Skis and snowboards are different tools for sliding down a snowy hill. They each have strengths. Conversation about their differences is old and hum-drum and yet it still never quite disappears.
Snowboarding may allow a more expressive descent on a trail and surf better on powder. Although the gap was narrowed with twin-tips and new shapes, skis might still be a bit less sexy precisely because of their utility. “Did you see me nail that traverse, I totally skated it hardcore!”
On my first run with a new snowboarding buddy last week, he commented on my buckle fiddling. I couldn’t believe a snowboarder was accusing me of being slow, it was rivalry deja vu all over again.
A good snowboarder can be so fun to watch. Patrick was no exception. After mastering XC and alpine by age ten, he switched to snowboarding and never looked back. He simply finds riding on one plank to be more expressive. If snowboarding retains any of its adolescent flair, perhaps he tagged the gnarliest mountain in the Laurentians with an AIRosol can, not a brush.
There were also plenty of actual kids out for lessons, but the wait was never long once the second lift started to spin. With a fresh soft layer on the gruesome ledges under our feet, I saw some of the best freeride skiing I have seen anywhere; everyone seemed to be hucking multiple ledges or throwing backflips.
Did the World Tour just show up? The talent was so good.
I was riding some powder skis I had barely used last year in the BC. Perhaps I should say I was on two snowboards (thanks for that joke in every liftline, 2005-2015), but barely got air and didn’t throw any tricks. It was the first time I felt a little awkward skiing in some time, and the doubt fed on itself. Do I even write about skiing?
Patrick never held back or showed doubt. He told me that landing on a board required more delicate balance than on skis, but i never noticed any glitches when he went flying. After I tired of pounding the pillowy moguls were forming and asked if we could head into the sidecountry. He didn’t mind booting back up, and we ended up doing three laps in La Reserve’s backside.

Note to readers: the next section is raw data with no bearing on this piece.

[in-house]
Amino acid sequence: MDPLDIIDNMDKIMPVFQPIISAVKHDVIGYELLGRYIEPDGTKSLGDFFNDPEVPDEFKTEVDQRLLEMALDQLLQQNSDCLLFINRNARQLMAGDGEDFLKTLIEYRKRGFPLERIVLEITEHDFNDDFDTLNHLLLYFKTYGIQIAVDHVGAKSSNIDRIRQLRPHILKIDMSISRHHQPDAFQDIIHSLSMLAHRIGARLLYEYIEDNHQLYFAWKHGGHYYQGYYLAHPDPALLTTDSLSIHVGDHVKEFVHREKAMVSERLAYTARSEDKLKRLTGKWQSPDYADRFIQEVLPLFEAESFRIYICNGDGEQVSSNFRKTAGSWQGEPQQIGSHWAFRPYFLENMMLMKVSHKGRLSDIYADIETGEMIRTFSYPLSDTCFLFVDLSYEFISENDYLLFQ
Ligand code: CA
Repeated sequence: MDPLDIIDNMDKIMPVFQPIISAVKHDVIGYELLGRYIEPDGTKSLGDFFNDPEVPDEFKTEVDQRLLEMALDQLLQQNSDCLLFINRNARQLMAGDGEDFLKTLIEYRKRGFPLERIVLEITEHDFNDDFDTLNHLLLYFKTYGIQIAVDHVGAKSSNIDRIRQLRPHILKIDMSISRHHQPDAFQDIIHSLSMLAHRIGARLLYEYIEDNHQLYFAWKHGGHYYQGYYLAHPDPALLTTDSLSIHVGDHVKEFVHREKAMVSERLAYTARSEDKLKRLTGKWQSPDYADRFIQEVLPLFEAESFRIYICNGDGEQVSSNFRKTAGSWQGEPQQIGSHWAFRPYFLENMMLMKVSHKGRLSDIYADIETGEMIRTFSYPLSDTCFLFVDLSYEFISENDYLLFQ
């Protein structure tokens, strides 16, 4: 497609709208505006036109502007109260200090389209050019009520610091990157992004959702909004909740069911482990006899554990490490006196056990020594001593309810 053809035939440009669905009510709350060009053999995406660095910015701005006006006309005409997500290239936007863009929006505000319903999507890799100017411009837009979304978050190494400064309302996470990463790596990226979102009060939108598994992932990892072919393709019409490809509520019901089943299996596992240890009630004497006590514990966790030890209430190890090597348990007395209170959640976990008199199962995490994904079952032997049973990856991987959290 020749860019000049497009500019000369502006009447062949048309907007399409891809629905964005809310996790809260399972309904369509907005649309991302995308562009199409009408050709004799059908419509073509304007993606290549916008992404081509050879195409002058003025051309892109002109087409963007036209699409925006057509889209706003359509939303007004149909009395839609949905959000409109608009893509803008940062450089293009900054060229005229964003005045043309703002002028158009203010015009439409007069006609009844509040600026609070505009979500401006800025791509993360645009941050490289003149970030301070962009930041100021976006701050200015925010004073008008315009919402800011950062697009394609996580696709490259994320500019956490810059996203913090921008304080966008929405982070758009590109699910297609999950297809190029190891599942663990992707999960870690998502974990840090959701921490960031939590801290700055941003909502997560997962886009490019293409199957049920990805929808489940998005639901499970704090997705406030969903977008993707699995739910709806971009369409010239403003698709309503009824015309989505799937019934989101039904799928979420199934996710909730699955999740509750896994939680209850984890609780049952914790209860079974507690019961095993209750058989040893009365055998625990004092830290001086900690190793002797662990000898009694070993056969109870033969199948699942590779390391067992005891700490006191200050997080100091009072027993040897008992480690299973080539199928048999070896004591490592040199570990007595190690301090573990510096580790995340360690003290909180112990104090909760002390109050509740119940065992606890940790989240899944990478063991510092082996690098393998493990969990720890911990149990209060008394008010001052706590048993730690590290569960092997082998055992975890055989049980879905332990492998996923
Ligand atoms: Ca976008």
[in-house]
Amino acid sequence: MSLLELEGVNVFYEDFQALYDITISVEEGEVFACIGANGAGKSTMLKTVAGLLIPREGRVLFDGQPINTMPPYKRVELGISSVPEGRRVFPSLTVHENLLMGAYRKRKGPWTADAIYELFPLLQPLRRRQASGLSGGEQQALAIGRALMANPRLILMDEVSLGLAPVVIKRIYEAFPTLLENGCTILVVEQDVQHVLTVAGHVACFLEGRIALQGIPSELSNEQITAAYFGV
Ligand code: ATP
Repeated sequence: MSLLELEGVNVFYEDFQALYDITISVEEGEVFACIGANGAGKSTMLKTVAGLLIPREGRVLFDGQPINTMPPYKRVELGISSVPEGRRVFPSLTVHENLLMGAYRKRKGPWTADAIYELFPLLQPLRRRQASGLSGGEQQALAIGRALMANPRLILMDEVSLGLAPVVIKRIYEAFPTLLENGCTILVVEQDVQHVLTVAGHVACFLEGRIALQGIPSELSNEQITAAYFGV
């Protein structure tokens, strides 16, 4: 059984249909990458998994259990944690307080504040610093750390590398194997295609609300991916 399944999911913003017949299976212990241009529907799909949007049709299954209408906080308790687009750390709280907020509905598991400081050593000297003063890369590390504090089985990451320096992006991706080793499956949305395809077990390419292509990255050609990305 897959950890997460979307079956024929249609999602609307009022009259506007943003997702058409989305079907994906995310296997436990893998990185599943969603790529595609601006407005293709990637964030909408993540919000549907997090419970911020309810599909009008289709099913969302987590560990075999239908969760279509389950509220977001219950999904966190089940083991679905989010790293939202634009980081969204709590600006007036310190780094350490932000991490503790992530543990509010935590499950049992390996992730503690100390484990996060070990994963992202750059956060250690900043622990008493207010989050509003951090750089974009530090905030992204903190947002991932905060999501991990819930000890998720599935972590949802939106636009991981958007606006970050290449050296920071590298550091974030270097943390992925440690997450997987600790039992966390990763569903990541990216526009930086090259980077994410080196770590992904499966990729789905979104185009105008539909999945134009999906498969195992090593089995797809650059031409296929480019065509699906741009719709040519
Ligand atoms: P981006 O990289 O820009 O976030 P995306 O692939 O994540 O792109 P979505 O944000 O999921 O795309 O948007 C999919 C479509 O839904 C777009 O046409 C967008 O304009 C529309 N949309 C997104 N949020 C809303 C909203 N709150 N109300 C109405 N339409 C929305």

It was on our second run that I could finally shine. Disaster as averted as I packed down a nice trail for him helping him through a massive fail of a flat.
Otherwise, there isn’t much else to say. The temperature climbed above freezing in the afternoon, but the snow kept coming down. La Réserve is, if nothing else, so well named and so well located. With the hordes lapping Tremblant, just to the south in the rain, all I can say is “merci” for saving a skier and snowboarder some empty chairs, 10″ of powder, and a great day for us in the North.
9 comments on “Réserved Lines”
Nice article. and Glad to see you guy got some good snow up there in Quebec’s La Reserve. Never been there or heard of it until now, and it looks amazing.
Very cool and well written!
LaReserve is really off the beaten path. I started skiing here in ’67. Not much has changed but for the second chair replacing a poma in the 80’s and the addition of snowmaking. They cut trails on the backside but never built the lift. Now they have cat skiing there when the powder is deep. Sous Bois is one of the nicest gladed trails, Luge skis much longer than its 1000 vertical feet Panorama is a pure super g ripper. Casse-cou, the main lift line is the most interesting and challenging run on the mountain. Steep the whole way down with chutes, drops, bumps, jumps and an ice flow called “the wall”. If you can ski Casee-cou without stopping you are legit. In fact this entire mountain is a proving ground. There are so many tricky thought provoking turns that require not just skill but creativity . To ski LaReserve to its fullest you need to bring your best game. In the 70’s this mountain was a hotbed of freestyle skiing. World Cup champ Marie Claude Asselin and World Cup mogul skier Stephan Rochon both skied here. Worth mention is the base lodge that would be right at home just below a glacier in Whistler. The went hog wild borrowing to build it and it put them out of business for a few years in the 80’s before the new owners took over.
The snow looks great up there. Great story
To add on Tuna comment. The backside is now named “Versant Nature” AKA “The natural side”. There is no more cat-ski but an open ski area for people who like to skin up, or simply snowshoes. Some rules to respect, like being a groups of 3, etc.
All I could say is that Tuna is an old Mt. La Reserve skier, the “Casse-cou” was renamed long time ago, and the same apply for the “Julia” trail
I really appreciate the comments, especially from these longtime la rez guys. Makes me appreciate the place even more!
This is why we need to learn to both ski and snowboard! On those fewer and fewer powder days, the snowboard will excel. On the average day, skis are equal or better. And on hard pack and boiler plate conditions, two edges are a MUST. So, I highly recommend everyone learn to ski and snowboard. Its worth knowing how to do both because nothing is best for all conditions or even all areas. Sometimes even in fresh powder, skis are a better choice if there is a lot of traversing.
Pat’s a legend! nice article